By 1768 many of the Huguenots had established themselves as wealthy rice planters, and this edifice was erected with imported English brick to reflect their success and prosperity, though the columns were built with local brick. The flagstone flooring and the plaster in the vaulted ceiling are original. The plaque displayed on the pulpit was placed in honor of the Reverend Pierre Robert, first French Protestant minister, possibly in South Carolina and certainly in French Santee.
The rice industry collapsed following the Civil War, and families gradually moved away. In 1890 a chapel of ease was built in the merchant town of McClellanville. As more parishioners arrived in the village to reestablish their lives, the Brick Church became obsolete. The chapel of ease, called St. James-Santee Episcopal Church, became the primary church and remains active today. The congregation of St. James-Santee holds a service at the Brick Church at Wambaw once a year.
To see a 360º tour of the interior of Brick Church at Wambaw, check out Alan Tigner’s work here.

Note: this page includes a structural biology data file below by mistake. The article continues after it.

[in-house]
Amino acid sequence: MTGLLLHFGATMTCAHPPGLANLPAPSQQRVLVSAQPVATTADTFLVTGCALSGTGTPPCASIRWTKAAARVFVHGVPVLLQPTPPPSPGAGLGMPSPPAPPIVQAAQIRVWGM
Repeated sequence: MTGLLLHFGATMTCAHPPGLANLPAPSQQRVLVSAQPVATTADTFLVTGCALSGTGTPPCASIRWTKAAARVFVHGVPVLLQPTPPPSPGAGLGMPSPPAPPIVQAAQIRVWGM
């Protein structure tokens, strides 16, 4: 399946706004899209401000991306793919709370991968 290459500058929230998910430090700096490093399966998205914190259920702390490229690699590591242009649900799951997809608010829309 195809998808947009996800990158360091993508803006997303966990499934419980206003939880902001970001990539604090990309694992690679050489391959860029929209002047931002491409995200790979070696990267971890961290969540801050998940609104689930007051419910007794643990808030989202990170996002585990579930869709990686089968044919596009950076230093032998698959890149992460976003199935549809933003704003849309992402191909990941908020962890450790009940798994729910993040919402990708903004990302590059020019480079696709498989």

The Brick Church at Wambaw is listed in the National Register as St. James Episcopal Church – Santee:
St. James’ Church, erected in 1768, is an excellent example of the effort made in the last third of the 18th century to give South Carolina’s small Georgian brick crossroad churches, with typical rectangular plans, a more sophisticated exterior design. The building and its interiors, including a revised seating plan, appear to be original. The exterior includes architectural features not found in earlier brick country churches built on similar rectangular plans. The hipped-roof Georgian body of St. James’ is preceded, both front and rear, by classic pedimented porticoes, each three bays wide. The eight brick columns have molded bases and capitals, and the shafts, built up in perfect circles, display both diminution and entasis. The main entrance is located in the center of the long south elevation and there is a side door in the center of the west end. Originally there may have also been a center door in the long north side, at the point now occupied by the brick vestry room. The doors and windows are topped by fanlights and brick round arches, a Palladian window is situated in the center of the east end.
Notes on Brick Church at Wambaw
Much of the above information was shared with us by Chevis Leland of McClellanville, archivist for the South Carolina Huguenot Society and a member of St. James-Santee Episcopal Church, the former chapel of ease for the Brick Church at Wambaw. We are grateful for her time and patience in answering our many questions.